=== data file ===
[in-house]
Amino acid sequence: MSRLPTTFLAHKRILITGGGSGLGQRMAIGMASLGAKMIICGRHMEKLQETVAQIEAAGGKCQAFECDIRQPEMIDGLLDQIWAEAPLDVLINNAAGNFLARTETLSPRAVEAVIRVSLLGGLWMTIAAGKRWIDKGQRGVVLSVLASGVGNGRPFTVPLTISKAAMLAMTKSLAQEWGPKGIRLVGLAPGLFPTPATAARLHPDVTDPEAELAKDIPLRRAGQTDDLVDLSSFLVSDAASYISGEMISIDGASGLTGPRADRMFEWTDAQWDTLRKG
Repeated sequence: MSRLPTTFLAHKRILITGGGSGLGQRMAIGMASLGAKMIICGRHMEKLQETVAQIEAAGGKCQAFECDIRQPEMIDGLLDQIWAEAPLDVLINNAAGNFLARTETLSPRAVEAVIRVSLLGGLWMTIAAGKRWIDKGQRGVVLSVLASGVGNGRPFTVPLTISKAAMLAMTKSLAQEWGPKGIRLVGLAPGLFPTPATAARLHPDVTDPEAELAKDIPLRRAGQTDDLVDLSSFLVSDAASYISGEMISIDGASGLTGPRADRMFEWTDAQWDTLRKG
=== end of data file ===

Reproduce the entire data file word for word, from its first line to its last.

[in-house]
Amino acid sequence: MSRLPTTFLAHKRILITGGGSGLGQRMAIGMASLGAKMIICGRHMEKLQETVAQIEAAGGKCQAFECDIRQPEMIDGLLDQIWAEAPLDVLINNAAGNFLARTETLSPRAVEAVIRVSLLGGLWMTIAAGKRWIDKGQRGVVLSVLASGVGNGRPFTVPLTISKAAMLAMTKSLAQEWGPKGIRLVGLAPGLFPTPATAARLHPDVTDPEAELAKDIPLRRAGQTDDLVDLSSFLVSDAASYISGEMISIDGASGLTGPRADRMFEWTDAQWDTLRKG
Repeated sequence: MSRLPTTFLAHKRILITGGGSGLGQRMAIGMASLGAKMIICGRHMEKLQETVAQIEAAGGKCQAFECDIRQPEMIDGLLDQIWAEAPLDVLINNAAGNFLARTETLSPRAVEAVIRVSLLGGLWMTIAAGKRWIDKGQRGVVLSVLASGVGNGRPFTVPLTISKAAMLAMTKSLAQEWGPKGIRLVGLAPGLFPTPATAARLHPDVTDPEAELAKDIPLRRAGQTDDLVDLSSFLVSDAASYISGEMISIDGASGLTGPRADRMFEWTDAQWDTLRKG